Conceivably, future historians may look back at 1982 as the year when the transatlantic crisis began to de-escalate-at least in tone, if not in substance. Yet as the West settled down to live with its differences and compromises toward the end of 1982, while holding its breath over the approaching dénouement of the INF negotiations two new irritants began to loom over the horizon: protectionism and congressional pressure for the reduction of American troops in Europe.
Protectionism, as every first-semester student of the "dismal science" knows, does not increase a country's welfare. At best, it shifts employment to protected groups (e.g., carmakers) at the expense of non-protected groups (e.g., longshoremen who unload imported cars) while diminishing the welfare of the least organized sector of society (i.e., consumers of cars). And if there is an international chain reaction of retaliation, the entire country is worse off than before. Yet the recurrent attacks of protectionism pay eloquent homage to the permanent temptation of snake oil in political affairs-especially during a secular, world-wide recession.15
Fortunately, in the process of overall transatlantic fence-mending, and aided by a judicious admixture of mutual deterrent threats, Europe and America once more agreed to postpone their war over soybeans, butter and wheat. "First of all," proclaimed Secretary of Agriculture John Block after a high-level crisis meeting in Brussels in December, "there will not be an agricultural trade war."16 Negotiations continued into 1983-with French President Mitterrand calling upon Europe to "defend its internal market," with German Chancellor Helmut Kohl insisting that "Europe cannot shield itself" from outside goods, and with the United States intimating that it stood ready to "dump" agricultural surplus products in the world market.17 The ministerial meeting of the GATT in Geneva in late November had also sought to cope with the continuing threats of protectionism. Although no great progress was made in eliminating further trade barriers, there was an understanding "to resist" new pressures for protectionism.
The threat to cut the U.S. military presence in Europe was more subdued-and more serious-than the "Mansfieldism" of a decade ago. The annual Mansfield resolutions of the late 1960s and early 1970s had merely sought a "sense of the Senate" on the "substantial" reduction of U.S. troops on the Continent. In October 1982, however, a Senate appropriations subcommittee voted 12 to 1 to reduce U.S. troop strength by 23,000 men (although the final measure merely froze U.S. forces at current levels). That little-reported move, led by Assistant Senate Majority Leader Ted Stevens (R.-Alaska), "suggested that a large American ground commitment will come under public attack soon, and perhaps this time successfully."18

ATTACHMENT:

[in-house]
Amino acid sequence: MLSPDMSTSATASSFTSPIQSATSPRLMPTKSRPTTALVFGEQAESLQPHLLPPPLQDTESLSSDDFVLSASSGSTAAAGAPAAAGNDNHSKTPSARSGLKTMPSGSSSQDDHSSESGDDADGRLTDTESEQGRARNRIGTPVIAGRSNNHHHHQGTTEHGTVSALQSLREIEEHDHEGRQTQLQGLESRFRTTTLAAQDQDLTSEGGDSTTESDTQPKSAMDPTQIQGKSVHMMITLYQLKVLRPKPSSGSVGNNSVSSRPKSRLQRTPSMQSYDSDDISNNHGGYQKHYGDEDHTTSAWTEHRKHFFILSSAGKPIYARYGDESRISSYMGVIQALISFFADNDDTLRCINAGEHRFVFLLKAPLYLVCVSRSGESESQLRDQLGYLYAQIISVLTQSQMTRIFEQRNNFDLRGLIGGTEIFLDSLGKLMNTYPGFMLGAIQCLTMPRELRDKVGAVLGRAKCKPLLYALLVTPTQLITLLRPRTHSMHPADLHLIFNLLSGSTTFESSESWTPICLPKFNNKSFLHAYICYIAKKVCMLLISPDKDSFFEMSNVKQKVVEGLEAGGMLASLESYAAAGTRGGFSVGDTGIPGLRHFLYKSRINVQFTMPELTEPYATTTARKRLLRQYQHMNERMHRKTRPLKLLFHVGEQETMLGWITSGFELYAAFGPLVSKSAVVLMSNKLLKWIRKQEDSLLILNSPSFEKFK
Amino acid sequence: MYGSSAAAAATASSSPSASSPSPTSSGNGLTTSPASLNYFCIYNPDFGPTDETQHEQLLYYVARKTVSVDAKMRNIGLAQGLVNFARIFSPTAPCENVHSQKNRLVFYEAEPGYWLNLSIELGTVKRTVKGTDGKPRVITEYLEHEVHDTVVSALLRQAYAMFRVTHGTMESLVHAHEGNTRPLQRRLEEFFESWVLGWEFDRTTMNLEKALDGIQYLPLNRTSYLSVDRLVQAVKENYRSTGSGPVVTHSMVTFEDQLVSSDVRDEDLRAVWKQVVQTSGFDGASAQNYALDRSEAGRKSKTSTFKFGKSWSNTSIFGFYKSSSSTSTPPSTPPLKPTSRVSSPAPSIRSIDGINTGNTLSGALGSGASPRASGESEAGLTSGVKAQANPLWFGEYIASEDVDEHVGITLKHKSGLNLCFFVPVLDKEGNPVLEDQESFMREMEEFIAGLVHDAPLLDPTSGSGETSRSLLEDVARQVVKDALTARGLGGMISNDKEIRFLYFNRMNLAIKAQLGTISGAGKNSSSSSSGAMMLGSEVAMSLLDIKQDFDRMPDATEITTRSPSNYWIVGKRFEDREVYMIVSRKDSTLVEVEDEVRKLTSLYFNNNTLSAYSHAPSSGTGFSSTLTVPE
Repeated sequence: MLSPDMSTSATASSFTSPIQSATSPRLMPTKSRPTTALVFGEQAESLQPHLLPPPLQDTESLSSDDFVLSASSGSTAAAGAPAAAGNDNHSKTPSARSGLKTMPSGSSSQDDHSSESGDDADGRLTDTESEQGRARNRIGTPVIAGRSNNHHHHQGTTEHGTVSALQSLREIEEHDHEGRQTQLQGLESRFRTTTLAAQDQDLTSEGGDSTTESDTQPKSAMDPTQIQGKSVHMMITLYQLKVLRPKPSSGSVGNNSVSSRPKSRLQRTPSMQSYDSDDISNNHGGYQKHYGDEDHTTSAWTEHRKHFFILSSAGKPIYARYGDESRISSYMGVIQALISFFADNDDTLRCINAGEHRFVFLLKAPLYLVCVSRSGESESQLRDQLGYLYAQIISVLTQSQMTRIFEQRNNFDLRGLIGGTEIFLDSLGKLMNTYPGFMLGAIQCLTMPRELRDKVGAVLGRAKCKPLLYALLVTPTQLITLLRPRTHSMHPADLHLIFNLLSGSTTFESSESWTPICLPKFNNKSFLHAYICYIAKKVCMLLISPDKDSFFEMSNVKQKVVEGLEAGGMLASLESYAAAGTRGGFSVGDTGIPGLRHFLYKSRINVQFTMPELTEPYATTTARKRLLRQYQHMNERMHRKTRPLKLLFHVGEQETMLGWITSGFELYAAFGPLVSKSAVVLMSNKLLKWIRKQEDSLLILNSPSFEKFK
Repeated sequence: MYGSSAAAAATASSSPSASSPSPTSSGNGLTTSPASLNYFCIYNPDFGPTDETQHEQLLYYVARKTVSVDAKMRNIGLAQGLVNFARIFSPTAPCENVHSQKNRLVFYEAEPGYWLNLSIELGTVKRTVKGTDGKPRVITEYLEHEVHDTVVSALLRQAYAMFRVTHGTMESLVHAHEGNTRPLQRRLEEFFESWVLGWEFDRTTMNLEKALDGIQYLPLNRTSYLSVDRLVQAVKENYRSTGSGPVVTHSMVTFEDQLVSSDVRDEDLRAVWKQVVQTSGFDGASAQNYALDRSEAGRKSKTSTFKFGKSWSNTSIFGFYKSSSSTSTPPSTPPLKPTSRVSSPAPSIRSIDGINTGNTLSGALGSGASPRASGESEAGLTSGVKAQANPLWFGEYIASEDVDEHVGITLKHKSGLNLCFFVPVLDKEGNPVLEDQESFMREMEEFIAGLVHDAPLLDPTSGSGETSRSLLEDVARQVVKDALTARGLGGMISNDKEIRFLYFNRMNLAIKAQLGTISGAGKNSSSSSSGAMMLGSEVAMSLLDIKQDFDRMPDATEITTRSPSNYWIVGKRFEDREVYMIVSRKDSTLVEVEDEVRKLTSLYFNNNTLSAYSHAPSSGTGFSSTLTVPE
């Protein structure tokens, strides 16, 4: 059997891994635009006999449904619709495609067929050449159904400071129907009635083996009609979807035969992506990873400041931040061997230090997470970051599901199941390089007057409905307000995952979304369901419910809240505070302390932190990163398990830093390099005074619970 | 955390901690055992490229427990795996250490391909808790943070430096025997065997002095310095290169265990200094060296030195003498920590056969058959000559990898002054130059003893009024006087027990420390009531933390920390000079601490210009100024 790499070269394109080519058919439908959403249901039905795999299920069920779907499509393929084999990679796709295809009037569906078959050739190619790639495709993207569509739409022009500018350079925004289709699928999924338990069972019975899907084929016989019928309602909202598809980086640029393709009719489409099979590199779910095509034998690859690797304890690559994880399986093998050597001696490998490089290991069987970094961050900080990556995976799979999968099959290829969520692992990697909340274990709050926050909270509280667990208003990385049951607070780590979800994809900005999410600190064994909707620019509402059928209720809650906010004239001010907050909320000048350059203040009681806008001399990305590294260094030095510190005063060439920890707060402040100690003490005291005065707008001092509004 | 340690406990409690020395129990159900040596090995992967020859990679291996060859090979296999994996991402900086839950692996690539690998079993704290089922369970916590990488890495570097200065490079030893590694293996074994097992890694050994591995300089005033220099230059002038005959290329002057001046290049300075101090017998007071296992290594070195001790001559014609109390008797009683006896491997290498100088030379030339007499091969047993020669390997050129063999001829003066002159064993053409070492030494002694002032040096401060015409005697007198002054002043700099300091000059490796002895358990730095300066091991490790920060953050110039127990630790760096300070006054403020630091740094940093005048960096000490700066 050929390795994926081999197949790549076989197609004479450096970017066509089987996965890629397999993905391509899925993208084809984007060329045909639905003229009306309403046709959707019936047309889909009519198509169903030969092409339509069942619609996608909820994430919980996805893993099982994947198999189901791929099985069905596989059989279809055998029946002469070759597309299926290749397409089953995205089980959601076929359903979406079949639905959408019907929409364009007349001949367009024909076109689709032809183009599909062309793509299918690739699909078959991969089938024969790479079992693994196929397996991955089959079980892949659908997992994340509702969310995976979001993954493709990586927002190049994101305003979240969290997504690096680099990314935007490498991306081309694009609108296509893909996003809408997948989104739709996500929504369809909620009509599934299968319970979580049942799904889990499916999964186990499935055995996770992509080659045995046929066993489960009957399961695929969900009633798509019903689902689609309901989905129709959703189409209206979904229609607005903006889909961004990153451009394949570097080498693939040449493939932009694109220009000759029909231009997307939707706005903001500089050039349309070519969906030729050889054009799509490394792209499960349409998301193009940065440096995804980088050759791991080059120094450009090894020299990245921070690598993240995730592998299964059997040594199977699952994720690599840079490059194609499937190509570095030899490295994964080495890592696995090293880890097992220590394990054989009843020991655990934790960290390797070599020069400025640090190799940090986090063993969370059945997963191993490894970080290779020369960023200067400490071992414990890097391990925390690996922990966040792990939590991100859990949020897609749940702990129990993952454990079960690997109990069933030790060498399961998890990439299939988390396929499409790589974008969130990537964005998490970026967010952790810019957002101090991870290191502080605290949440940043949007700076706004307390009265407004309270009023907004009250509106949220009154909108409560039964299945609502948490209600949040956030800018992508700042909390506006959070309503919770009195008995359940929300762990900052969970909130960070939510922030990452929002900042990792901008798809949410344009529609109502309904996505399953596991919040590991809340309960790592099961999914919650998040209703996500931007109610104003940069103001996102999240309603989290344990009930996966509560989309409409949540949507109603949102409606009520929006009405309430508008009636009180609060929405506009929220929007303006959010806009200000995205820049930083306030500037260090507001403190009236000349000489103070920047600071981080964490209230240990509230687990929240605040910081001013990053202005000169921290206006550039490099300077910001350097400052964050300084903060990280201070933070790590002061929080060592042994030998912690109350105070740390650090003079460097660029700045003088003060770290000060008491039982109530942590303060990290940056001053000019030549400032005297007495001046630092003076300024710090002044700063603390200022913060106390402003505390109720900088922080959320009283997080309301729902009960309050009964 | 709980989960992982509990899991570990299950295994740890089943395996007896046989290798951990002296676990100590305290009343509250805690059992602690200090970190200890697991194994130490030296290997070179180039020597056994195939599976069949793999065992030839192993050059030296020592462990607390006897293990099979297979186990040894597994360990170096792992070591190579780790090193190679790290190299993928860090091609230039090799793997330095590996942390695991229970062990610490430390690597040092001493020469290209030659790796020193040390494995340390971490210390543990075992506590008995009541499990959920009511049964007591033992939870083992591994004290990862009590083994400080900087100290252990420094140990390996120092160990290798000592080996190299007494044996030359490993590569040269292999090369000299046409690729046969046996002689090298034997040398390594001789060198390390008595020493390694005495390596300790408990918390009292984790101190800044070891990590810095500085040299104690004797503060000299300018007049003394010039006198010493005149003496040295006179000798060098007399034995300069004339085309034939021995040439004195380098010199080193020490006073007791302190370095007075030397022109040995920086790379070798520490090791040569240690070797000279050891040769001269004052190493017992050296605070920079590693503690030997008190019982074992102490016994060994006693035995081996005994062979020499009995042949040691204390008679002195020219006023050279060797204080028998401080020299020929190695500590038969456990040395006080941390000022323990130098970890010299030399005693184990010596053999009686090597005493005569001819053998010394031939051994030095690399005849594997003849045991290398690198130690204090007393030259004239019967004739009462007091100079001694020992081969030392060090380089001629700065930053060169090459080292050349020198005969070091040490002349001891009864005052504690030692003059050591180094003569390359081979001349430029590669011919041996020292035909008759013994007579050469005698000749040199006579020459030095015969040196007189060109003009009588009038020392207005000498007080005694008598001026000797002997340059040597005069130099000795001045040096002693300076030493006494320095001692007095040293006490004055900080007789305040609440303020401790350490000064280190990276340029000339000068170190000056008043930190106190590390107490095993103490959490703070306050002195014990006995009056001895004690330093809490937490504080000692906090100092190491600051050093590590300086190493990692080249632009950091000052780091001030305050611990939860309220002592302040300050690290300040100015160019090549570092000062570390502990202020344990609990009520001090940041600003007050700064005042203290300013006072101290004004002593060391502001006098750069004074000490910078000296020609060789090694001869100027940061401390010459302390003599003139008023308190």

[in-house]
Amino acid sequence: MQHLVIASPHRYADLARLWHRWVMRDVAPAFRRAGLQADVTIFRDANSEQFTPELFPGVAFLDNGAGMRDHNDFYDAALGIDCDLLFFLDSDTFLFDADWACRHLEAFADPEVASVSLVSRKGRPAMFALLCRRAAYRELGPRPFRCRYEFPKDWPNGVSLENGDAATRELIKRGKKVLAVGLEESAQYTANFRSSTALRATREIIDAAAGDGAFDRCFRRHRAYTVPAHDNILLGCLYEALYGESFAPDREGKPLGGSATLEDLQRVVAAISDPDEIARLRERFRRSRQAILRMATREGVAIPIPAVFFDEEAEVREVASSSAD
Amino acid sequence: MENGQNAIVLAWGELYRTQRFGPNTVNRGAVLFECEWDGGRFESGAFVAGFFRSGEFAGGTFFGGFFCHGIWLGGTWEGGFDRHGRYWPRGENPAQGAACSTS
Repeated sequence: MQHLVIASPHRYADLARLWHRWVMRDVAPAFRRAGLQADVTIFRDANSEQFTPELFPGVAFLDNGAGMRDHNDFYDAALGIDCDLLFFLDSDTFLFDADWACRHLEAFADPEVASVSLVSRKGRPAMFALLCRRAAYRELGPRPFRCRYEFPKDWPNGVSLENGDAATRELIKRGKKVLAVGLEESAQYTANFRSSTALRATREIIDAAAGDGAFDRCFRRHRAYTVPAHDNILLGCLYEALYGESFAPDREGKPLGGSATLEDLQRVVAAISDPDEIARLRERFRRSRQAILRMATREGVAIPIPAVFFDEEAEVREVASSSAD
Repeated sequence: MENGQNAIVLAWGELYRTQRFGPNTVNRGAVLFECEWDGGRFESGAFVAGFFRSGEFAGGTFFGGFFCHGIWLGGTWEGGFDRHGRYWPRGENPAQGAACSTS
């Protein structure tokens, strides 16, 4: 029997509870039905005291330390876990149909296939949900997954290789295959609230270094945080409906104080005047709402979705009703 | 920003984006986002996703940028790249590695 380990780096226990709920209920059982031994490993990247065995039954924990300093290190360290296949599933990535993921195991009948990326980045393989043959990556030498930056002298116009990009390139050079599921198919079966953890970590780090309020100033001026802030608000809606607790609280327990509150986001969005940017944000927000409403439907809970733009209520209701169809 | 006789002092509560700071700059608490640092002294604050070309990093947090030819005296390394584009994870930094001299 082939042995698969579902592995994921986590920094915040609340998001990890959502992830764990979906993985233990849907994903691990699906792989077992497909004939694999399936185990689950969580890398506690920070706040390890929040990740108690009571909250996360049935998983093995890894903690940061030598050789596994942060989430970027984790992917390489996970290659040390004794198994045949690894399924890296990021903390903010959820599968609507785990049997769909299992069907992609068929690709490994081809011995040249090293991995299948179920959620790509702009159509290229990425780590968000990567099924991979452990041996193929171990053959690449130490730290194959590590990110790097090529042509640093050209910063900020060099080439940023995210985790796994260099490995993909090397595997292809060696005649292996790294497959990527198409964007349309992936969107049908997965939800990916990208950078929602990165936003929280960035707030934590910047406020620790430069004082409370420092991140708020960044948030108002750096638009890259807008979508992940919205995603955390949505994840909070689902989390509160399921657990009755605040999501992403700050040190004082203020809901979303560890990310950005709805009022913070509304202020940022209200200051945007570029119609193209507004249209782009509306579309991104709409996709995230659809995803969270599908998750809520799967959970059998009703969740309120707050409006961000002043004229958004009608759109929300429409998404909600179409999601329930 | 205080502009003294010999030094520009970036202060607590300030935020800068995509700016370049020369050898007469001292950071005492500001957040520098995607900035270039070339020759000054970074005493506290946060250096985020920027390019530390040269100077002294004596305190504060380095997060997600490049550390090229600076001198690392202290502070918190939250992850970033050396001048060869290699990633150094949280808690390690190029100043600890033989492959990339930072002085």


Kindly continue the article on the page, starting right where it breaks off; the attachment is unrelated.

If so, America will end up punishing Europe by weakening herself. It is far cheaper to stay in Europe and to deter a third war for the Continent than to return there in order to fight it. It makes little sense to deplore the decline of American strength and then to cut it in America's most important glacis. Although understandable as an attempt to prod the Europeans toward greater conventional efforts on their own behalf, the Stevens initiative came at a particularly unfortunate moment.
A reduced level of American NATO contingents will inevitably suggest that the United States is preparing to lower the nuclear threshold-the point at which the Alliance must "go nuclear" to hold off invading Warsaw Pact armies. Increasing the dependence on the early use of nuclear weapons, such a move would yield additional ammunition for those European critics who are already denouncing INF deployment as a heinous American plot to keep any nuclear exchange restricted to the Continent. Surely, fewer American troops in Europe will not lighten NATO's task of postponing the "first use" of nuclear weapons in case of an attack.19
Also, in today's Atlantic climate, where mutual distrust has risen relentlessly, a move to undermine the American military commitment in Europe will surely be understood as a move to cut America's political commitment to Europe. And those who worry about Europe's imperfect allegiances might do well to remember that it was precisely "Mansfieldism" that acted as one of the driving engines of Ostpolitik from 1969 onward. It was the perception of America's weakening commitment to Europe which prompted then Chancellor Willy Brandt to seek a measure of reinsurance in Moscow.